The Right To Education As Cultural Imperialism: Through The Lens Of The One Laptop Per Child Project
thesisposted on 17.04.2019, 08:21 by Anna E. Kweskin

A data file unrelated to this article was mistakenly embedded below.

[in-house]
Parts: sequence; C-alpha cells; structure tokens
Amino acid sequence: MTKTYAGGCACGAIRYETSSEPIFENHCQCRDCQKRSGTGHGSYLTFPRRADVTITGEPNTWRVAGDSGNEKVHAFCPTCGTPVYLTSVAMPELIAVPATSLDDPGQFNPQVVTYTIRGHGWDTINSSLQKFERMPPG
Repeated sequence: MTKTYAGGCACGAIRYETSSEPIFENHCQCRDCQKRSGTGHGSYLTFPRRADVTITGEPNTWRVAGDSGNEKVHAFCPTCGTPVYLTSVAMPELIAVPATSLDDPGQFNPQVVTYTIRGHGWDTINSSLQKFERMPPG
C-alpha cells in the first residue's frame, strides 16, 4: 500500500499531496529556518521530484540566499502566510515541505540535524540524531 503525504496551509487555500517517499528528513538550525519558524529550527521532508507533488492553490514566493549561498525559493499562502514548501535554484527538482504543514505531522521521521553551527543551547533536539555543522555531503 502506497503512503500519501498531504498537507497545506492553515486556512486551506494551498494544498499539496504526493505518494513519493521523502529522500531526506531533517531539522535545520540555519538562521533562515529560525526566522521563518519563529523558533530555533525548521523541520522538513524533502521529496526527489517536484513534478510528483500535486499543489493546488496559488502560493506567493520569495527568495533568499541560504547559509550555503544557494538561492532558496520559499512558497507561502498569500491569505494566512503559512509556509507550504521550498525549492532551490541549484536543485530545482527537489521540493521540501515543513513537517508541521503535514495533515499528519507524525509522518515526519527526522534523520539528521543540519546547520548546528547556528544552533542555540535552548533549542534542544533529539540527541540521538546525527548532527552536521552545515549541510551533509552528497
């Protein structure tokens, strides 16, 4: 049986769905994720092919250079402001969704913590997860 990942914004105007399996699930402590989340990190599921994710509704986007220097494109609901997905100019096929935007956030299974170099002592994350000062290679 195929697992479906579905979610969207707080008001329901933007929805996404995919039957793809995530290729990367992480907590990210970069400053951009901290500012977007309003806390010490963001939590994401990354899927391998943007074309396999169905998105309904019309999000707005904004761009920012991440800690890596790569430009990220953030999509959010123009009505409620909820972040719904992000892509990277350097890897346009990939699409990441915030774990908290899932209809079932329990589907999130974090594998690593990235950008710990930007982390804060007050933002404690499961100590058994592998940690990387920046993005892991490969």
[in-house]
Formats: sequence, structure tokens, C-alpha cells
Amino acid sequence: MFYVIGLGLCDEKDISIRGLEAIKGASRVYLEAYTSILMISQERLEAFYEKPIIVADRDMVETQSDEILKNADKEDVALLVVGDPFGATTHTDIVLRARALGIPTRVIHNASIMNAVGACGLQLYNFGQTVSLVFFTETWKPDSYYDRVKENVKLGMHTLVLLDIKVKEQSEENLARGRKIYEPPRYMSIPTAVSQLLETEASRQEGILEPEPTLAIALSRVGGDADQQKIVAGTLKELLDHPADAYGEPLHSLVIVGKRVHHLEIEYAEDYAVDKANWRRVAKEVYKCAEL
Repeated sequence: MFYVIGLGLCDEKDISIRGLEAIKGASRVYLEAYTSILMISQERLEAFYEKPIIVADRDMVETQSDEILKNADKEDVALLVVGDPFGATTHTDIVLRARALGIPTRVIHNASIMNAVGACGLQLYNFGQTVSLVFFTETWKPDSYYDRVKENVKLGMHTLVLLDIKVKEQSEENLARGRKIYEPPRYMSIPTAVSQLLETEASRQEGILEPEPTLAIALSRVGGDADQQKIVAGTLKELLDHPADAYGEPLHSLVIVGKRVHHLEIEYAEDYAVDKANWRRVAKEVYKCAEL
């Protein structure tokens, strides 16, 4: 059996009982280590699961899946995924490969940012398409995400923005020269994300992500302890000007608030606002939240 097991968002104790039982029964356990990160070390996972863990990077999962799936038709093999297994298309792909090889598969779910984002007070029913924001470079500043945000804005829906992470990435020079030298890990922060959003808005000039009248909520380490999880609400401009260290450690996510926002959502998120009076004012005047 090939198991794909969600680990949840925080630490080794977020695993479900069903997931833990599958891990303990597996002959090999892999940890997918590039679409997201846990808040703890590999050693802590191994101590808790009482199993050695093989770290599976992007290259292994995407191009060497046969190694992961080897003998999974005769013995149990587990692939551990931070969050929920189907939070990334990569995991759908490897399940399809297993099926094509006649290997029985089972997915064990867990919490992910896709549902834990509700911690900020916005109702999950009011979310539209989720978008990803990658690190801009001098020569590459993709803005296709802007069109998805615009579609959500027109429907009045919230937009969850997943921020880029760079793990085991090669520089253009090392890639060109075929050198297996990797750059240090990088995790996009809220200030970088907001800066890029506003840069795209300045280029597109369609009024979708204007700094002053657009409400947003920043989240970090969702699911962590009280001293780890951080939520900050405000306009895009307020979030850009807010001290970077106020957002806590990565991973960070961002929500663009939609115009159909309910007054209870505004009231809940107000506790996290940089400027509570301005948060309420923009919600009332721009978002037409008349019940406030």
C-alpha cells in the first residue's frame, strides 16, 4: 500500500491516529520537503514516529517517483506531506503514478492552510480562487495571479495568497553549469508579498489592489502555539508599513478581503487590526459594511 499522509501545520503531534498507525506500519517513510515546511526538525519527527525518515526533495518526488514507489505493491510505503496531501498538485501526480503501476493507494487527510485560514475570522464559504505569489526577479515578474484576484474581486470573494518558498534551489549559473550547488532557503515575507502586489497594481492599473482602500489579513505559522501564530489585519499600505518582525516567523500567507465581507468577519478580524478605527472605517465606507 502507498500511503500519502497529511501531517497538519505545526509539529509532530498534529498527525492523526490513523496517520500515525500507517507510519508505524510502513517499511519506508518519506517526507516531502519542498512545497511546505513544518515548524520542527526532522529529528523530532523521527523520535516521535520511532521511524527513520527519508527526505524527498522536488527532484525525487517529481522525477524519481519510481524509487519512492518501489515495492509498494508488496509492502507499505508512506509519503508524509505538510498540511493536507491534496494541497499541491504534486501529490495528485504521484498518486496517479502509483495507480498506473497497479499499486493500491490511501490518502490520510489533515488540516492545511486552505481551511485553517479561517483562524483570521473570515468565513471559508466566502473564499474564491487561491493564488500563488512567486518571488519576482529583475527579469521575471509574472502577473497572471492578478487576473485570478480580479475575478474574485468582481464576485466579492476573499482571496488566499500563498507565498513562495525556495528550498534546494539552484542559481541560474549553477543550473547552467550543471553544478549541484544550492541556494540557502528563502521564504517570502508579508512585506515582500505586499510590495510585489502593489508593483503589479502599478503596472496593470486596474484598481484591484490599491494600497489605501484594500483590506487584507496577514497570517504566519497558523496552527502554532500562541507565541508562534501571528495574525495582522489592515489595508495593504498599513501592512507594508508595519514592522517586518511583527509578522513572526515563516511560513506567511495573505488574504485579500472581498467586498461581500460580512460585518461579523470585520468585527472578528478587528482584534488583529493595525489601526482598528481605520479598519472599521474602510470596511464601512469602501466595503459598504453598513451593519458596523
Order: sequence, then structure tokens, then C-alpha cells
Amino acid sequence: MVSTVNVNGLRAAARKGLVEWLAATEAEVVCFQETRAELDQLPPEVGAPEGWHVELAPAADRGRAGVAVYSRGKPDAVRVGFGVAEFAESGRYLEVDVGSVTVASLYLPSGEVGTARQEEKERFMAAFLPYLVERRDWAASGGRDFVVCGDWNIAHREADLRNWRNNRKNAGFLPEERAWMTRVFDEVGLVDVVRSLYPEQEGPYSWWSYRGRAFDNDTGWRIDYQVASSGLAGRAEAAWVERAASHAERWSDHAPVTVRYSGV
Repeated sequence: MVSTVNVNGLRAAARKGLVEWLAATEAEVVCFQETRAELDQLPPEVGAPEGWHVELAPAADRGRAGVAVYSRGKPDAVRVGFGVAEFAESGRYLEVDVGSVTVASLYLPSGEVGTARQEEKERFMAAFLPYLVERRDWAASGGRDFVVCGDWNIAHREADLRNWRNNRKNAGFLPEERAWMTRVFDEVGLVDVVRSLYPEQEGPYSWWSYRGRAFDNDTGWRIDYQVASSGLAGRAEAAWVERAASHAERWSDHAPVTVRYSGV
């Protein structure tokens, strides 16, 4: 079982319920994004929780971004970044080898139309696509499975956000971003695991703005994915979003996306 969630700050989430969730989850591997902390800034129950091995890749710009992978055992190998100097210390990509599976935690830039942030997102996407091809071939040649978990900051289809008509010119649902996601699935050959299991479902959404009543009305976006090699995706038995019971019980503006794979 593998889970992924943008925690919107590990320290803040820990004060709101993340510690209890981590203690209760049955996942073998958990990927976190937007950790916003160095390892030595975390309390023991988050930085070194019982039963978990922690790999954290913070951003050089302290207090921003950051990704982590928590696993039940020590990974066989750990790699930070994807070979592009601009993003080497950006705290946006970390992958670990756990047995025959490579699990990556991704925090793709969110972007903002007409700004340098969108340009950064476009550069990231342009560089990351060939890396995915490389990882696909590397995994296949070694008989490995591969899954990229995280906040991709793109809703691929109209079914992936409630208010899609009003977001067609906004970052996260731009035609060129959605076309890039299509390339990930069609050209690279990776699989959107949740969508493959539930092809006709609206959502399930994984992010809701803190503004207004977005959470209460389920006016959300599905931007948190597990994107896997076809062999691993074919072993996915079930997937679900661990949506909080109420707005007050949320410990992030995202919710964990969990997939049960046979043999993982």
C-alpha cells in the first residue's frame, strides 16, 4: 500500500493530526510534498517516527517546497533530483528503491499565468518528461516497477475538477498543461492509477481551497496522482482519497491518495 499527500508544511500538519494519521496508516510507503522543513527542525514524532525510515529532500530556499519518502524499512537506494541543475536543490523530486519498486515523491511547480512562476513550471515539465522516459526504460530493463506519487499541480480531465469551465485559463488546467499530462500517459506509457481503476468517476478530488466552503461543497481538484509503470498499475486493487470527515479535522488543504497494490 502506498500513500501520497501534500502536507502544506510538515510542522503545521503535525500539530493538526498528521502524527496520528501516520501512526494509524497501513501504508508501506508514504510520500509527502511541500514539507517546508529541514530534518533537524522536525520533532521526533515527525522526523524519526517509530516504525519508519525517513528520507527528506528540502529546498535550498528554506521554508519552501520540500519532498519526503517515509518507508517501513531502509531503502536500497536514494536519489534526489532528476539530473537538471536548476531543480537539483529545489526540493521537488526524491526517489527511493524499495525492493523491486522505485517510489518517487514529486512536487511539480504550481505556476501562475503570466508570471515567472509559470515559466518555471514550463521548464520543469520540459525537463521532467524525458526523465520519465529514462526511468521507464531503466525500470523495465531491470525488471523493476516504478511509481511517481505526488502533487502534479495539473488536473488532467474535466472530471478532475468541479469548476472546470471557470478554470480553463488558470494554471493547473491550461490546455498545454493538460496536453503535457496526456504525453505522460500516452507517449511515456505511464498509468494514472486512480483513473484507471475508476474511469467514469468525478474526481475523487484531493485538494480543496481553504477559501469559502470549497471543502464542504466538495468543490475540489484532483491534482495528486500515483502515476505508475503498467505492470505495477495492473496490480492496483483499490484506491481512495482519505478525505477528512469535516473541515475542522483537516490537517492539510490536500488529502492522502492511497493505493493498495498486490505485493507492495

This research uses the One Laptop per Child (OLPC) information technology educational project as a lens to examine the right to education. It was chosen as it purports to empower the children of the developing world to learn. The research looks at the ideological underpinnings and embodiment of Western values in the right to education. Specifically it looks at how those values are disseminated through human rights education and the imposition of a school system through which hegemonic power is exercised. It also enquires into the connection between information technology and education, through Information and Communication Technologies for Development (ICT4D), in order to assess the values which are embodied and promoted through this area of education. As educational development projects are specifically aimed at developing world countries, the methodological approach employed is the use of third world approaches to international law (TWAIL) as the conceptual framework of this critique. It depicts the cultural imperialist oppression of the developing world by the developed world shrouded under the promise of empowerment and development. It portrays this neo-colonialist device as part of the broader structure of international law which is built on economic disparity, subjugation and a colonial heritage. The OLPC project is a useful lens in that it encompasses the rhetoric and ideology of ICT4D: education, development and technology, which are examined separately and together. Through TWAIL this research explores the argument that international perpetuates inequality in relation to development. It identifies cultural imperialism as a form of oppression in an educational context. It then attempts to assess whether empowerment is possible through an ICT4D approach. It uses the largest implementation of the OLPC project in Uruguay as the basis for this enquiry. As a result it finds that there is a strong correlation between education and cultural imperialism.